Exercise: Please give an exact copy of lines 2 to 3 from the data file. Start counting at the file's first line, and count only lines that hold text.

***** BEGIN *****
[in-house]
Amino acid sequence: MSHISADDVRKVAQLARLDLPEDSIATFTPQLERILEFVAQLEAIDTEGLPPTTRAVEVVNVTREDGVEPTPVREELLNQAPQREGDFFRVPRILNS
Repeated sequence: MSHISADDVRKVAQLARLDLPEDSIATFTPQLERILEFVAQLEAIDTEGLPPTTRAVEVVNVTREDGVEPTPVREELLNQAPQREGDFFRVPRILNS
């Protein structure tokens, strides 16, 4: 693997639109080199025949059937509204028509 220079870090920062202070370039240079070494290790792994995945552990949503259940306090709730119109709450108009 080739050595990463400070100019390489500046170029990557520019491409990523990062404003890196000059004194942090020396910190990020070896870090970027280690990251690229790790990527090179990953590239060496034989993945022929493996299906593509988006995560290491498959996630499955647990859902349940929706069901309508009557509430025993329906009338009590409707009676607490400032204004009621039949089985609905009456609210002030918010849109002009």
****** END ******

Amino acid sequence: MSHISADDVRKVAQLARLDLPEDSIATFTPQLERILEFVAQLEAIDTEGLPPTTRAVEVVNVTREDGVEPTPVREELLNQAPQREGDFFRVPRILNS
Repeated sequence: MSHISADDVRKVAQLARLDLPEDSIATFTPQLERILEFVAQLEAIDTEGLPPTTRAVEVVNVTREDGVEPTPVREELLNQAPQREGDFFRVPRILNS